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Omega Sports owners file for Chapter 11 bankruptcy protection

Omega Sports owners file for Chapter 11 bankruptcy protection

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Omega Sports

Omega Sports is shown in Thruway Shopping Center on Monday. The Greensboro-based chain has filed for Chapter 11 bankruptcy protection.

Greensboro sports merchandise retailer Omega Sports Inc. has filed for federal Chapter 11 bankruptcy protection, listing assets and liabilities of between $1 million and $10 million.

The filing occurred March 25 in the Western District of North Carolina. The company listed between 100 and 199 creditors.

The retailer has seven stores, including at Thruway Shopping Center in Winston-Salem, Oakcrest Shopping Center in Greensboro and High Point Mall. It also has two locations in Charlotte and one each in Raleigh and Wilmington.

The company entered bankruptcy protection with 24 full-time salaried employees, 59 part-time hourly employees and four full-time hourly employees.

The company was founded in 1978 by Phil Bowman and Thom Rock. Robert Hager later acquired an ownership stake.

The filing was submitted by Craig Carlock, who bought the company in April 2017 along with his wife, Kristin. Craig Carlock serves as chief executive.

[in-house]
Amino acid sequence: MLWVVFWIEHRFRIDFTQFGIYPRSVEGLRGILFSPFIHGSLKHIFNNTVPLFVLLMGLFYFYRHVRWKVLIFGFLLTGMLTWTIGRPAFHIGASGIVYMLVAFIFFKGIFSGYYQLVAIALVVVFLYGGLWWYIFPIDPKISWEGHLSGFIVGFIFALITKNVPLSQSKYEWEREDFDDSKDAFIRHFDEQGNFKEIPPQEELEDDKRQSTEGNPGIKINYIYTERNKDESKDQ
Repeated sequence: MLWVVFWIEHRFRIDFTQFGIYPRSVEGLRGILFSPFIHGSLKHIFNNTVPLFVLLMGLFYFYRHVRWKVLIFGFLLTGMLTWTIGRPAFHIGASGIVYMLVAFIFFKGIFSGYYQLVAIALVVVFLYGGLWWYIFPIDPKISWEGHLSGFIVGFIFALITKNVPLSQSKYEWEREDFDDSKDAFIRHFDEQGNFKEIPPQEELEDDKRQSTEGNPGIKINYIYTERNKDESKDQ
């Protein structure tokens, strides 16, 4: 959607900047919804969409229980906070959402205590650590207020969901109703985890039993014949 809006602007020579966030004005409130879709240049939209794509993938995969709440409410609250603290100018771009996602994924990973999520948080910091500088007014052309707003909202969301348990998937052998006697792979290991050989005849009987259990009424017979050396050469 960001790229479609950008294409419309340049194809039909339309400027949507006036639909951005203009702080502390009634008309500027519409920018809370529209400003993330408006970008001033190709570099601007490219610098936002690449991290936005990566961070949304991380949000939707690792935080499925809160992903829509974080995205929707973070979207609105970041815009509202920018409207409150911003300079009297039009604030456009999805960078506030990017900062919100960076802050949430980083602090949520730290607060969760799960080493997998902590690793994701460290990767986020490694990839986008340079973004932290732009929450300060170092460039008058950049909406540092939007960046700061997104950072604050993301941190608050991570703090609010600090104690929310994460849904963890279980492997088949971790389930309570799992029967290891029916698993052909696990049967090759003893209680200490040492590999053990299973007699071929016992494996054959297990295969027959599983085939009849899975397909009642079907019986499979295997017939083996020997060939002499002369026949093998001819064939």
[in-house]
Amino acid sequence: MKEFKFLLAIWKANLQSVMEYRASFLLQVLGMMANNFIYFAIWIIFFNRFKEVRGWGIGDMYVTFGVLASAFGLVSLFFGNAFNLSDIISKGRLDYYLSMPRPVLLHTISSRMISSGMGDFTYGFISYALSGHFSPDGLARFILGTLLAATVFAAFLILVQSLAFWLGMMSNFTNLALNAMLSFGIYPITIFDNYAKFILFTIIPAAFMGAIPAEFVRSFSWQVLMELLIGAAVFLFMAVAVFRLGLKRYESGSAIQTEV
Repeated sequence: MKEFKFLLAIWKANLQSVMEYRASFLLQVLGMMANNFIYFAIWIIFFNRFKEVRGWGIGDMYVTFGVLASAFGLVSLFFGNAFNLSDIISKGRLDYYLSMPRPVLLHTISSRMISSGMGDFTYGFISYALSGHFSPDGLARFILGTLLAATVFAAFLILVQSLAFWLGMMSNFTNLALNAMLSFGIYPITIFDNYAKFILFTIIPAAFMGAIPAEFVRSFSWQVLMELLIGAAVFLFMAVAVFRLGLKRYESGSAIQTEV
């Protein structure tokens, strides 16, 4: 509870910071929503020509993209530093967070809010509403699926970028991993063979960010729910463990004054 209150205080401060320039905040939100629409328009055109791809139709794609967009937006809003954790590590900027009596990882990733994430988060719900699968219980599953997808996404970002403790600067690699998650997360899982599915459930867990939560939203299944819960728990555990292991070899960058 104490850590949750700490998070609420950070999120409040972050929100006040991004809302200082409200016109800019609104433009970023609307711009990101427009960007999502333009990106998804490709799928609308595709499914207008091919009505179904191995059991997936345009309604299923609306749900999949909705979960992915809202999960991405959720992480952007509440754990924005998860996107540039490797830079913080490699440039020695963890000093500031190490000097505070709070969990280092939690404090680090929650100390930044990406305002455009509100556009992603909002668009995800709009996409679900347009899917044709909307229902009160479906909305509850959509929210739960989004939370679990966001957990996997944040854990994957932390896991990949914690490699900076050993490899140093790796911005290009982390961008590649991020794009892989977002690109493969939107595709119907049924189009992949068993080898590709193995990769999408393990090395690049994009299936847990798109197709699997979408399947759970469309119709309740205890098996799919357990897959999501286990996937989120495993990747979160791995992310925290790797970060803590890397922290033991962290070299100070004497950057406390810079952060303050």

The Fidelity Bank was listed as the largest unsecured creditor with two federal Paycheck Protection Plan loans of $771,700 and $673,848.

As with other PPP loans taken by companies that later filed for bankruptcy protection, there is the potential for part or all of those two loans to be forgiven by the federal government and The Fidelity Bank reimbursed.

The other top-five unsecured creditors are: $261,110 with New Balance of Boston; $248,424 with Brooks Sports Inc. of Seattle; $225,620 with Under Armour of Baltimore; and $222,613 with landlord Park West Village Phase I LLC of Columbus, Ohio.

Omega’s owners said in the filing they expect to have funds available to pay unsecured creditors.

The company closed stores in Burlington, Cary, Durham, Morrisville and Wilson between June 30 and Aug. 14 “as a result of the global coronavirus pandemic.”

The owners want permission to end the leases for the five closed stores.

Other landlords listed included: Kimco Realty, owed $199,876; University Commons, owed $154,133; and Heritage Crossing, owed $149,219.



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